Spider-Verse writers explain why “superhero fatigue” doesn’t exist

Cameron Frew
Miles Morales in Spider-Man: Across the Spider-Verse

Superhero fatigue isn’t a real problem, according to Phil Lord and Christopher Miller, the writers behind Spider-Man: Across the Spider-Verse – this is why.

If you look at the highest-grossing movies of all time, four of them are comic book movies: the first Avengers movie, Avengers: Infinity War, Endgame, and Spider-Man: No Way Home. Since its inception with Iron Man in 2008, the MCU has grossed nearly $29.5 billion.

However, despite consistent millions at the box office, the tide is definitely turning: Ant-Man 3 and Black Panther 2 vastly underperformed, and critical and fan reception was middling throughout Phase Four. Are they bad movies, or are we all getting fed up with the superhero schtick, especially after a culture-defining, era-resolving movie like Endgame?

Well, from the perspective of Lord and Miller, the superheroes aren’t causing the fatigue: the movies are.

Spider-Verse writers confront superhero fatigue

Coming after the success of Guardians of the Galaxy Vol 3, Spider-Man: Across the Spider-Verse is a dazzling, revitalizing testament to the genre – you can check out our review here.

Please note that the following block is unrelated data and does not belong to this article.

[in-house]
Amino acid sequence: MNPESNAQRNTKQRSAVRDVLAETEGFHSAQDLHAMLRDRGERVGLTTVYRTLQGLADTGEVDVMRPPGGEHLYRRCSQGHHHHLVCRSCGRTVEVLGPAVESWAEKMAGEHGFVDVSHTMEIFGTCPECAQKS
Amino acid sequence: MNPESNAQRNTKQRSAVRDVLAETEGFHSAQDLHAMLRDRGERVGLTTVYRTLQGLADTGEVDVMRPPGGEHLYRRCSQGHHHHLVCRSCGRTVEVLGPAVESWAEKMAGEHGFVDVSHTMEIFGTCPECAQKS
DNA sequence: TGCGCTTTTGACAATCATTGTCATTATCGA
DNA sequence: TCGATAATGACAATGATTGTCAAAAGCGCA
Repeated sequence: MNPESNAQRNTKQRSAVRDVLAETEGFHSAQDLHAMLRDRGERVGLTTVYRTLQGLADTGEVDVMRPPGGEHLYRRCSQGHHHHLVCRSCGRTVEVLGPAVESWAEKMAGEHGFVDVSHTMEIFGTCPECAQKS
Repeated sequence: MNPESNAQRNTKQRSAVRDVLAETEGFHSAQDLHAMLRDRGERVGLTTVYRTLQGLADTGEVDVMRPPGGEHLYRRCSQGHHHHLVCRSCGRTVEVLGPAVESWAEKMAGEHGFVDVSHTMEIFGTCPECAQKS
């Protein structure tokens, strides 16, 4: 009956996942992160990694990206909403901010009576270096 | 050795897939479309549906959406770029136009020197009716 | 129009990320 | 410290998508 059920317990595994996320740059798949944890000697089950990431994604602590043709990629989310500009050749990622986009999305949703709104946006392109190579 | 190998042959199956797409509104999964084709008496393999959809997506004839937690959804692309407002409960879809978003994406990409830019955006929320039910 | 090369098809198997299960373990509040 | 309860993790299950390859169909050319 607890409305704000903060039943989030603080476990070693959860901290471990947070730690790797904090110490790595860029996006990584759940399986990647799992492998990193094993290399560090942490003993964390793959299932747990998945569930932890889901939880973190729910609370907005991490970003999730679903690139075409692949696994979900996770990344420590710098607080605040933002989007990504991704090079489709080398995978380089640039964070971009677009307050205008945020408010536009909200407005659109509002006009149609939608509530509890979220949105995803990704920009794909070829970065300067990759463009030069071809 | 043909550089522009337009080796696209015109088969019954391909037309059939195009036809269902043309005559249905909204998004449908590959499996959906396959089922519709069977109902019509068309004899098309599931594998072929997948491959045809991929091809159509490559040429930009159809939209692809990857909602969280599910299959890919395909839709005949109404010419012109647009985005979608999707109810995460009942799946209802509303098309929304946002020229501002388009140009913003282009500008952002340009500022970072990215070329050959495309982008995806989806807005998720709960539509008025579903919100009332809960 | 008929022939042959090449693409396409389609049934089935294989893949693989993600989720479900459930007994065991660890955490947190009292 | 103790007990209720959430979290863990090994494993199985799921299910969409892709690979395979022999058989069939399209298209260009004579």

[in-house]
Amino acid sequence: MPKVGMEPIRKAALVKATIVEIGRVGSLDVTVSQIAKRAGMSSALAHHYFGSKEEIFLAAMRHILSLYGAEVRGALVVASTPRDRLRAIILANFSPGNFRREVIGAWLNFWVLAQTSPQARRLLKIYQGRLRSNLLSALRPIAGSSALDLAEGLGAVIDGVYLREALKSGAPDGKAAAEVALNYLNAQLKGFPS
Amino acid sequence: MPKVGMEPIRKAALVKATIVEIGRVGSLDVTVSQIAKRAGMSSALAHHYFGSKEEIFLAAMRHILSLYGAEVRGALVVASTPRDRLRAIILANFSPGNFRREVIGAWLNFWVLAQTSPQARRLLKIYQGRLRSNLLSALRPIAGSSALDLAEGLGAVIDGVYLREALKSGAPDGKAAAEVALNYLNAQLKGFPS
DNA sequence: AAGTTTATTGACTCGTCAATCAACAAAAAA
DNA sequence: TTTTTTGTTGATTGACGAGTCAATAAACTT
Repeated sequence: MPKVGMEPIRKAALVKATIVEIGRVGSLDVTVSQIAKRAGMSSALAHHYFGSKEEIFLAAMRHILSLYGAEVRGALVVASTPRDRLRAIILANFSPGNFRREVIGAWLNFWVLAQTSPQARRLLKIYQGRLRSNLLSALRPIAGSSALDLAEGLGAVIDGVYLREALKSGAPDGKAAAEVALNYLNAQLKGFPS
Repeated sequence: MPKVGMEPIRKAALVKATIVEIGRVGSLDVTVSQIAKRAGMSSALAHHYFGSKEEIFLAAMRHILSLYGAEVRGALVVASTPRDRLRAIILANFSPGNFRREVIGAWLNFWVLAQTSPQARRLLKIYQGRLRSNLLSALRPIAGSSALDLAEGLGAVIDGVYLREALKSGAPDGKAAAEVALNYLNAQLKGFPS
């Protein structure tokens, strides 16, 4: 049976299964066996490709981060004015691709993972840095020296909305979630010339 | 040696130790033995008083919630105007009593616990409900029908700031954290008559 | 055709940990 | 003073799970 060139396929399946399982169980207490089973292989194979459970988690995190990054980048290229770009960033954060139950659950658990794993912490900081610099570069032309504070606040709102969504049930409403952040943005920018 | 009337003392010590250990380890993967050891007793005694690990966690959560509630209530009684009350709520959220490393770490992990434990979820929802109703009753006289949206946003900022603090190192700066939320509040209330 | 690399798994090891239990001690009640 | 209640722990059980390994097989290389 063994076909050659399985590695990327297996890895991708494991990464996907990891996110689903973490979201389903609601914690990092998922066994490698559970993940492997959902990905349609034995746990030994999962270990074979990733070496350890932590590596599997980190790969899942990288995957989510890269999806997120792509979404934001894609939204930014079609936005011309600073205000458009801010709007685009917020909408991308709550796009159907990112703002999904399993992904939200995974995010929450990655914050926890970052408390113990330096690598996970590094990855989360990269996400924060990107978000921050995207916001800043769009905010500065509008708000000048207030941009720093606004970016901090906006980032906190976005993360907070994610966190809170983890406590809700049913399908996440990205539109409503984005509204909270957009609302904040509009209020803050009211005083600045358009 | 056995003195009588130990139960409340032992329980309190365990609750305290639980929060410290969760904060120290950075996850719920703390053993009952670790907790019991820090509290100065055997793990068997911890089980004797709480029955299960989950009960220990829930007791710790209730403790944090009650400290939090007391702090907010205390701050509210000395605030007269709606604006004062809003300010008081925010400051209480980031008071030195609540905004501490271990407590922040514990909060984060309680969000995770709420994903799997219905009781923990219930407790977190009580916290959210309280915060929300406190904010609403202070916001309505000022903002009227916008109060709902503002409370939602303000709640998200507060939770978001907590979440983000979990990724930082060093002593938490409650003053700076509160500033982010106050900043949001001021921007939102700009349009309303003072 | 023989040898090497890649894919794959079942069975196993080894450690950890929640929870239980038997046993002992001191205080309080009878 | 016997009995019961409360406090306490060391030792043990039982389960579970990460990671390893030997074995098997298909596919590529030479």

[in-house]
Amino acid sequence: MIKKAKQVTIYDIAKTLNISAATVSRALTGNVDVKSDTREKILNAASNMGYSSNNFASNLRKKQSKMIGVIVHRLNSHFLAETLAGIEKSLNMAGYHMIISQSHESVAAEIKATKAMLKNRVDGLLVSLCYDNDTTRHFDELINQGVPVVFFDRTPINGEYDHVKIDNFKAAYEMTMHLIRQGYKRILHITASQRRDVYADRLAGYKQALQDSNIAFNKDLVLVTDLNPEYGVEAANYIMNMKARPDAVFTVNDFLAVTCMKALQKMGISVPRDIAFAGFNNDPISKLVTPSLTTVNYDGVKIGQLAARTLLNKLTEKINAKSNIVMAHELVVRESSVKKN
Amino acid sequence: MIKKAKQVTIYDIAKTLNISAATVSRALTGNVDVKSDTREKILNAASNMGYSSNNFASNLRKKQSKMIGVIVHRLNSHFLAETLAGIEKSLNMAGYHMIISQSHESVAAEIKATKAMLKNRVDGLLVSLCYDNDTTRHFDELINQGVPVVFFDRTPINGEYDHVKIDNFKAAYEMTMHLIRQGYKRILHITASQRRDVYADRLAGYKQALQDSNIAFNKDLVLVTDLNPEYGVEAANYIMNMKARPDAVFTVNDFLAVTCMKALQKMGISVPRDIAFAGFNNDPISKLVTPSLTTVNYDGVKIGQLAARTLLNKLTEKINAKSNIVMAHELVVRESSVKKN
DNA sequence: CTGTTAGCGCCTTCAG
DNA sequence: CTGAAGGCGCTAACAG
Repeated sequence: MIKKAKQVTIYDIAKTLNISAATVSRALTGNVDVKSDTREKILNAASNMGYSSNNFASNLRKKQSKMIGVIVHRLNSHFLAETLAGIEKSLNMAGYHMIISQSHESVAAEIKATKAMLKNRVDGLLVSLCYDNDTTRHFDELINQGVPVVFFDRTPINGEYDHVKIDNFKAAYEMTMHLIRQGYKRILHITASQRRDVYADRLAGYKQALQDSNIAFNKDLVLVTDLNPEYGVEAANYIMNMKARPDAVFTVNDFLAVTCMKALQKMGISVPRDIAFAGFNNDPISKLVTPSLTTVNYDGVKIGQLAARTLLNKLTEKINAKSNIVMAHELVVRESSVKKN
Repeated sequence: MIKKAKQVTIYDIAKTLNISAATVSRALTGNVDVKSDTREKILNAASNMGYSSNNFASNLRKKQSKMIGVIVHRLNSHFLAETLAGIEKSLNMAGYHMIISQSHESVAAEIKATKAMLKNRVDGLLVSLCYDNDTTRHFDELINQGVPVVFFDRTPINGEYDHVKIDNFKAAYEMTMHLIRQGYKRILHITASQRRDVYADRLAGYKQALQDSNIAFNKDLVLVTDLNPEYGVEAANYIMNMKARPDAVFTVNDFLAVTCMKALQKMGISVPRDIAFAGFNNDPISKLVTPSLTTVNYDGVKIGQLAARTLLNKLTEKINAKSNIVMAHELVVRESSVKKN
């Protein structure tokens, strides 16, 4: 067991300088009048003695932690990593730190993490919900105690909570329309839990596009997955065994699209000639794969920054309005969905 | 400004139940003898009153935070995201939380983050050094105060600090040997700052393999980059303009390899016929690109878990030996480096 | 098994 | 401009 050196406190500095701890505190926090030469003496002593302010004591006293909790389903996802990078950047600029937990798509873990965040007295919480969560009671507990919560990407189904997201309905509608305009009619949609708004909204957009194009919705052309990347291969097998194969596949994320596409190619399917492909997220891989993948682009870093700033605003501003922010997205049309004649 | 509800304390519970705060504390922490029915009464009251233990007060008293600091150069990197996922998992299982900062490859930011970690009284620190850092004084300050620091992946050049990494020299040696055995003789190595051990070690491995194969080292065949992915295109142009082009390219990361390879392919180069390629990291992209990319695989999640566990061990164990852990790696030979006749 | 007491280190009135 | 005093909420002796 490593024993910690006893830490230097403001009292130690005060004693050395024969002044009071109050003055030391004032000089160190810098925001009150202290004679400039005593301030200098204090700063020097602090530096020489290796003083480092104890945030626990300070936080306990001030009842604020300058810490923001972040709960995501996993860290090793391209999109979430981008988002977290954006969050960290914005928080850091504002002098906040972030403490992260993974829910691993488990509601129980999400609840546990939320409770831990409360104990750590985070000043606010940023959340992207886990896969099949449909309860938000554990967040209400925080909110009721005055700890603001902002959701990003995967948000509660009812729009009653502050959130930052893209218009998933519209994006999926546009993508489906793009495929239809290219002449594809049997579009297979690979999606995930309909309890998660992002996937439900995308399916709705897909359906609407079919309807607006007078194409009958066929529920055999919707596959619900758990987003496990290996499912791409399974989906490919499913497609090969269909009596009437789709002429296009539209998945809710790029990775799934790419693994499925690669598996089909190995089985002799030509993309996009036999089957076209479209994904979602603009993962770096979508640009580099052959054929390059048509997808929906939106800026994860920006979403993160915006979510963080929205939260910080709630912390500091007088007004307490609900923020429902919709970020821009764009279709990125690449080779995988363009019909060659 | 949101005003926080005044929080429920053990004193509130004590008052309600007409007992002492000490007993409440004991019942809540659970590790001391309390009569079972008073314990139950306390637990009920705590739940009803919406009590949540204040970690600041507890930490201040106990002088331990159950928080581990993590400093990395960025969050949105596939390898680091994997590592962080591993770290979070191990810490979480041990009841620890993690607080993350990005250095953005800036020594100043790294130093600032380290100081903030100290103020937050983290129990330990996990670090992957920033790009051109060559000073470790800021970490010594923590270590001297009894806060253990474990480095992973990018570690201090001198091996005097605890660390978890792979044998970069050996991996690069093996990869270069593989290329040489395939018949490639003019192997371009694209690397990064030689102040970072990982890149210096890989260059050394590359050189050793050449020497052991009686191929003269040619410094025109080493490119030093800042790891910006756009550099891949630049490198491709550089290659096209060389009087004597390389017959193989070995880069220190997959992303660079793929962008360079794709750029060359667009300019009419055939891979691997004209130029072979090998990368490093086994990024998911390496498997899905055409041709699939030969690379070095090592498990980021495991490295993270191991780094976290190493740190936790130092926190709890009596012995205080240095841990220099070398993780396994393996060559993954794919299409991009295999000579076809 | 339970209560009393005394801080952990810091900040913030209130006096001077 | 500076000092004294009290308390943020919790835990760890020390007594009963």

In a new interview with Rolling Stone, the writers were asked how they’ve managed to evade superhero fatigue, but Miller said that’s not the real issue. “I believe it’s ‘a movie that feels like a movie I’ve seen a dozen times before’ fatigue,” he said.

“If you’re using the same story structure and the same style and the same tone and the same vibe as movies and shows that have come before, it doesn’t matter what genre it is. It’s going to be boring to people.”

Lord continued: “And the audience in the theater cannot be sustained on Easter eggs and reveals. Or even these big, crazy multiverse stakes. They only care about, like, the relationship between Rocket Raccoon and Groot. And so this story is just so rooted in parents and kids. And Miles and his family.

“With the last movie we showed it to some friends early on, and they were like, ‘You have to get to like all these multiple Spider-People as quickly as possible. That’s the exciting thing.’ And we were like, we don’t think so. Because the thing that everybody seems to enjoy is the quieter scenes with Miles and his mom and dad. They can’t get enough of it. And I’m so glad we stayed true to what the audience was telling us.”

Spider-Man: Across the Spider-Verse is in cinemas now. You can check out our other Spidey content here, our ranking of the Spider-Man movies here, and our other coverage of the new sequel below:

About The Author

Cameron is Deputy TV and Movies Editor at Dexerto. He's an action movie aficionado, '80s obsessive, and Oscars enthusiast. He loves Invincible, but he's also a fan of The Boys, the MCU, The Chosen, and much more. You can contact him at cameron.frew@dexerto.com.